(Twentieth Anniversary of the Communist Party of Great Britain.R. Palme Dutt.)

  “On looking back over these last twenty years, it is really impressive to note the sincere and systematic efforts which the Communist Party has made in endeavouring to secure an understanding with the Labour Party. Not only in regard to repeated applications for affiliation of the Communist Party to the Labour Party, but in the suggestions and proposals for forms of united action and co-operation during every one of the important political situations and crises that have taken place in these last twenty years."


(The Communist Party and the Labour Party. —Harry Pollitt.)

  (Incidentally! “The path of the Labour Party is revealed as a false path, leading to misery, massacre and enslavement"—Twentieth Anniversary, etc.—R. Palme Dutt) 

   “In almost every statement of our Party policy, at every Congress of the Party, the burning need for uniting the forces of all who were for peace and against war, reaction and Fascism has occupied a foremost place." (The Communist Party and Peace.—William Gallacher, M.P.)

   “Saklatvala was elected to Parliament on two occasions—in 1922 and 1924—when he stood as a Labour Candidate with the support of the North Battersea Labour Party and the Battersea Trades and Labour Council." (The Communist Party and Parliament.—William Rust.)

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The “Daily Worker ” writes about its Former Hero
There was a time when the British Communists were showing towards Trotsky the blind and extravagant hero worship they now bestow on Stalin. Even as late as 1925 when Trotsky was already on the blacklist (having just resigned from his post as chairman of the Revolutionary Military Council of the Russian Government) the Workers’ Weekly, was still able to refrain from the worst extremes of prejudice in its estimate of his work. In its issue of January 23rd, 1925, it published an article containing the following:—

  "Trotsky entered the Party in July, 1917, and went through the November Revolution side by side with Lenin. During the next three years he made a great name for himself in history, and did splendid service to the Revolution as organiser and inspirer of the Red Army."

But by 1940, writing on Trotsky's assassination the Daily Worker (August 23rd, 1940) can descend to publishing an article with the title “A Counter Revolutionary Gangster Passes," written by J. R. Campbell. The article manages to sketch Trotsky's life without ever mentioning his work in the Russian Government.
 
According to the Star (August 24th, 1940) the Moscow “Pravda" delivered itself of the following:—

  Under the heading “Death of an International Spy," "Pravda," organ of the Russian Communist party, to-day discloses to its readers the "inglorious end" of Trotsky.
  Trotsky is accused of having planned the assassination of Lenin and Stalin as early as 1918 and organised the murder of Gorki, Kuibyshev and Kirov.
   Trotsky, adds "Pravda," finally fell a victim to his own weapon.
  Finally, "Pravda" alleges that Trotsky was a paid agent of the British, French, German and Japanese secret services.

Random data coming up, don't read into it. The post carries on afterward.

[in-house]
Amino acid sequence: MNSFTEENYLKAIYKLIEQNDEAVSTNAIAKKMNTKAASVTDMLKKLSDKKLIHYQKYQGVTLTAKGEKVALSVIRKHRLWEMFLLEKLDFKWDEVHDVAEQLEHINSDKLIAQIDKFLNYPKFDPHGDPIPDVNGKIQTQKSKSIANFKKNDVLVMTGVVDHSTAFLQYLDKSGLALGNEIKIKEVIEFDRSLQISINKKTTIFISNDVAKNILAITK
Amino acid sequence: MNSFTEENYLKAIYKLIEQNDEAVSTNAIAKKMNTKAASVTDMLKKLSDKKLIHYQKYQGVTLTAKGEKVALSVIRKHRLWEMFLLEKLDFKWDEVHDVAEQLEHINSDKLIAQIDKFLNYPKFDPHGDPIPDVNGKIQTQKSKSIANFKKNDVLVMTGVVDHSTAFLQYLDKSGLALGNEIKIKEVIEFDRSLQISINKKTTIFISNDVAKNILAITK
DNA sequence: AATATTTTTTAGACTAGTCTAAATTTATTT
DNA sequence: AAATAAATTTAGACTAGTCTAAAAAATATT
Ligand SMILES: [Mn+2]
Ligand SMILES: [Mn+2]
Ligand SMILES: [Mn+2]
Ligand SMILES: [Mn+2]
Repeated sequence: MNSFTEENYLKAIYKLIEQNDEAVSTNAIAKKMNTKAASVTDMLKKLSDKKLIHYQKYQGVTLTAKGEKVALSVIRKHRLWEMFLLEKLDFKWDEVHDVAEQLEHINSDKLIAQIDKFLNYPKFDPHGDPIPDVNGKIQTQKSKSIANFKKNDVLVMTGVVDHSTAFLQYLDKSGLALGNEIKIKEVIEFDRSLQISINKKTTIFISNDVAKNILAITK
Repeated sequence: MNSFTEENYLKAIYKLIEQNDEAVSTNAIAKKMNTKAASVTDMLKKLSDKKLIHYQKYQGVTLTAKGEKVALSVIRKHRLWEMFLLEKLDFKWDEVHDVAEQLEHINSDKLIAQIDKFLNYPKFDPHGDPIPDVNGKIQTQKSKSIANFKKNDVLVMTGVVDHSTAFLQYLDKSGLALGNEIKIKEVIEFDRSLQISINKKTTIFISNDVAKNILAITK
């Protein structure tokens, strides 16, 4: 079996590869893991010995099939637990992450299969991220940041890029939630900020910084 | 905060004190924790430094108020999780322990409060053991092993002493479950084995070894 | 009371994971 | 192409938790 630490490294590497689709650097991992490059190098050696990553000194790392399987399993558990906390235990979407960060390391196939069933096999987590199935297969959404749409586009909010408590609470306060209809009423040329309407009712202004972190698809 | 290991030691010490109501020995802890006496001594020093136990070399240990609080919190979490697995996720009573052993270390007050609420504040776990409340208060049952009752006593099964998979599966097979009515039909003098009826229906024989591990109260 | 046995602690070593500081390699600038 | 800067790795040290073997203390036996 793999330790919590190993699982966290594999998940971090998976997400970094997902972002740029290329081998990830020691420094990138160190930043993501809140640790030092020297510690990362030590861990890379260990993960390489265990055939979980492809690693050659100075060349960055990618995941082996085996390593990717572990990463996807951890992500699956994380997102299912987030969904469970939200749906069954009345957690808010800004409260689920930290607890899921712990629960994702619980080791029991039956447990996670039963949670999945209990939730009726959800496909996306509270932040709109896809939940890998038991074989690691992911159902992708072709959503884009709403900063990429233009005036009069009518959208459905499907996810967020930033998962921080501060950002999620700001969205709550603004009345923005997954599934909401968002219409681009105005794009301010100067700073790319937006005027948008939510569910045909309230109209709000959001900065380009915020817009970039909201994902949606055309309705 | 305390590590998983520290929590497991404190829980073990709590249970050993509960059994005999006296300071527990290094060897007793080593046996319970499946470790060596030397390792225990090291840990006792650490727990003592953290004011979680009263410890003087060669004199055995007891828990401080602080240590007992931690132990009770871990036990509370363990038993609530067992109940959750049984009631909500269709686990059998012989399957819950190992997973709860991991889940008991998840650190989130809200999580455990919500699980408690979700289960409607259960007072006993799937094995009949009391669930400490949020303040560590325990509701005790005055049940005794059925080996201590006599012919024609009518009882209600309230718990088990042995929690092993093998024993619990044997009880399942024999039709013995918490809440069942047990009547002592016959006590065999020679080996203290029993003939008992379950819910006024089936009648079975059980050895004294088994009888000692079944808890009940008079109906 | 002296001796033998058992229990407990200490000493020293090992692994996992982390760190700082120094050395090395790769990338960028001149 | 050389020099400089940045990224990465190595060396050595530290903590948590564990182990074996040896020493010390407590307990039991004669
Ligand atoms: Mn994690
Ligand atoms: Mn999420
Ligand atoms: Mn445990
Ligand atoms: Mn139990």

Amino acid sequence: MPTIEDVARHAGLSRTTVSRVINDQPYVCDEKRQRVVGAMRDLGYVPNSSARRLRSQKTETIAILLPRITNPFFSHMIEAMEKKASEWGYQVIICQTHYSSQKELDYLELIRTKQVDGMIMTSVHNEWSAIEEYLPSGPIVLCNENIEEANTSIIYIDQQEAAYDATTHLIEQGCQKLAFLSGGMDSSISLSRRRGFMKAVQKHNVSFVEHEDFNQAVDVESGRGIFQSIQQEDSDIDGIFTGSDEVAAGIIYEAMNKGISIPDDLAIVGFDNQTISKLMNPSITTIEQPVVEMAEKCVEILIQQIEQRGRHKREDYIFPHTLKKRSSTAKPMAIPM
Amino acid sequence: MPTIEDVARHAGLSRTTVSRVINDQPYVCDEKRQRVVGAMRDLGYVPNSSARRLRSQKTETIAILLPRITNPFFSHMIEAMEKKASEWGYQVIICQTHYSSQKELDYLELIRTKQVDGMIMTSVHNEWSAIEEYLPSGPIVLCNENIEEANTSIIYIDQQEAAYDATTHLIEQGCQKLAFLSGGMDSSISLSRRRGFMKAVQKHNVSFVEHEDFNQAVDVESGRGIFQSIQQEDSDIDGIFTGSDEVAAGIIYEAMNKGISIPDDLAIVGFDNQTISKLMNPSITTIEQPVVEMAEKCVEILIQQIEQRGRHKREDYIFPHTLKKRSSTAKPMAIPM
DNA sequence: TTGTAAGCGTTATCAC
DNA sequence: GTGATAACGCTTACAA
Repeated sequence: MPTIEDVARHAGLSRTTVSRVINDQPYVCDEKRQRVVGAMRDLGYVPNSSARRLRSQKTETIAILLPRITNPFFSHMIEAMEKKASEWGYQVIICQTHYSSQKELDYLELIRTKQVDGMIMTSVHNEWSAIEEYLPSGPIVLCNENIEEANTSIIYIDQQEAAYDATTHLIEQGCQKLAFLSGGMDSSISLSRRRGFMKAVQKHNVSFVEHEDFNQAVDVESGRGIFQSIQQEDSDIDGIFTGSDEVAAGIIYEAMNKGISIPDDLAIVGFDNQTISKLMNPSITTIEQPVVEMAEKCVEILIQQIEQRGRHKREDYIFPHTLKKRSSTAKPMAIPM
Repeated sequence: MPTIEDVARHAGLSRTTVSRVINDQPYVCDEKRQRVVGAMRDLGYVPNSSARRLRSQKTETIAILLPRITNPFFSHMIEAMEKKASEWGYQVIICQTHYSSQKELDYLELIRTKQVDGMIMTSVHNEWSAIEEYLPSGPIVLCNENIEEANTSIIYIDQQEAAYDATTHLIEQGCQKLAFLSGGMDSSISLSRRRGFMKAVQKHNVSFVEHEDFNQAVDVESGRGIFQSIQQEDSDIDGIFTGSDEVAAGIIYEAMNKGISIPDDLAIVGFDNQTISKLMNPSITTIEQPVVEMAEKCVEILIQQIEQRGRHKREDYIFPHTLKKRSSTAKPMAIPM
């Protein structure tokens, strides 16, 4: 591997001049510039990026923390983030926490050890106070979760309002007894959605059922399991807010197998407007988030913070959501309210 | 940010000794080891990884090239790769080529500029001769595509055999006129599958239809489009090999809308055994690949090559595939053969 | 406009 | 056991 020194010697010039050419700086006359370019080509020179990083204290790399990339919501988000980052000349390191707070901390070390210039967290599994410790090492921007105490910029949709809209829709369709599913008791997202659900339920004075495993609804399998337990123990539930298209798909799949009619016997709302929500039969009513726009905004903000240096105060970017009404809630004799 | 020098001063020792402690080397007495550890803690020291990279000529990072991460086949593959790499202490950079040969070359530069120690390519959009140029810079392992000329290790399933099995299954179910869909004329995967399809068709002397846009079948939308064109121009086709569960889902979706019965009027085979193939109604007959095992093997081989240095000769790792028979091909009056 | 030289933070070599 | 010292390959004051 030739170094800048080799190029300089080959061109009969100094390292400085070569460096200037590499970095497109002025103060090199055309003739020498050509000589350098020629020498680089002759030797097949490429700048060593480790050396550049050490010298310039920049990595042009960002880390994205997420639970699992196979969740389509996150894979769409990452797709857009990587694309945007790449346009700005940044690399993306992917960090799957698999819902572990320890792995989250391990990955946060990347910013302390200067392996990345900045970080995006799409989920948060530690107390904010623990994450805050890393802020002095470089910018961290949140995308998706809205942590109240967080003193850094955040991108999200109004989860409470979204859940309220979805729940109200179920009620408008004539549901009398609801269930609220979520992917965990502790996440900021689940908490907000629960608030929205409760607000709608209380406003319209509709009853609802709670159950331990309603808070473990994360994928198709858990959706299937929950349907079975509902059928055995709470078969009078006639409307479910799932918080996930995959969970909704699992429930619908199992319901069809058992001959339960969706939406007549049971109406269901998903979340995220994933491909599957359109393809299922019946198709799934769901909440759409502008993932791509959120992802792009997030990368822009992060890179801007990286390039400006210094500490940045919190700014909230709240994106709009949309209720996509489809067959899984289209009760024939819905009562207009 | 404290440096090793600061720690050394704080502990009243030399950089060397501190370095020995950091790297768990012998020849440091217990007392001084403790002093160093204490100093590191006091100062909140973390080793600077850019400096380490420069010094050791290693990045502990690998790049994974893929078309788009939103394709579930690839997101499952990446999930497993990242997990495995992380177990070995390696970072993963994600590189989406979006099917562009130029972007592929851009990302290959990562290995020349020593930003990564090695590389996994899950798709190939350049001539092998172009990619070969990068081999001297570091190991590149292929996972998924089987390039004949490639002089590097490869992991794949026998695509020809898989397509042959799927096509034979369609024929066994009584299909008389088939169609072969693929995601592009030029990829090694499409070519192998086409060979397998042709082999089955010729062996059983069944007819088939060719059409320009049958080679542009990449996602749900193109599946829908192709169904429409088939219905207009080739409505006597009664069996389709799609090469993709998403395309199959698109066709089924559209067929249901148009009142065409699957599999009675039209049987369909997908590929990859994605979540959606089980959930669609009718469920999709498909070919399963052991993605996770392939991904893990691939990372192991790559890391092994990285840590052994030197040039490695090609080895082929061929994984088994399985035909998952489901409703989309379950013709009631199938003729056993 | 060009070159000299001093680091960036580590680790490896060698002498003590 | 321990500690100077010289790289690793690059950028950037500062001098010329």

“Great men " do not make history but some little men certainly know how to write, (and rewrite), it.
 
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Fares in London and Fares in Glasgow
While numerous trade union and labour bodies, including the Labour-controlled London County Council are protesting in London against the proposed 7½% increase of railway fares the Labour-controlled Council in Glasgow is again raising the fares on the Corporation Buses—which just shows the tangle Labour organisations get themselves into when they try to administer the capitalist system. The Glasgow Forward (August 10th, 1940) publishes an article explaining and defending the increase of bus fares. It contains a startling argument that deserves to be placed on record. The writer of the article ("Knight Watchman") explains that costs, including wage costs, have been rising but income from fares has not kept pace.
 
He continues :—

  "Some months ago a new schedule of fares was established to take care of the deficit that was then at £800,000 and still mounting higher.
  At that time I thought the advances were too modest and would merely compel the Corporation to come back again for more. As a political tactic to take two bites at the unpopular cherry of fare increases is the worst possible."

After pointing out that the present increase will still probably not be the last he makes the following observations:—

  "Why the transport committee cannot submit to the public a schedule of fares that will meet all the costs of running the service, without those annoying slight increases every so often, I can’t imagine. Socialists have never stood for a cheap service in transport or anything else.
   We have always stood for an adequate service, properly manned on decent wage levels with track and rolling stock in good serviceable condition, paying its way by levying charges that would cover all the costs.
    These pettifogging annoyances of periodical increases ought to stop."

The above needs no further comment except the obvious one that someday “Knight Watchman" will stumble on the astounding truth that Socialists do not stand for cheap capitalism or dear capitalism but for Socialism. Let us hope that the shock will not be too much for him.
 
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“Communism” at 4%
The following is from the Manchester Guardian (July 2nd, 1940).

  "A Soviet Government loan of 8,000,000,000 roubles 'for financing economic and cultural construction under the third Five-year Plan and for strengthening the defences of the Soviet Union’ was launched in Moscow yesterday. The loan will be for twenty years and will carry 4 per cent, interest."

Edgar Hardcastle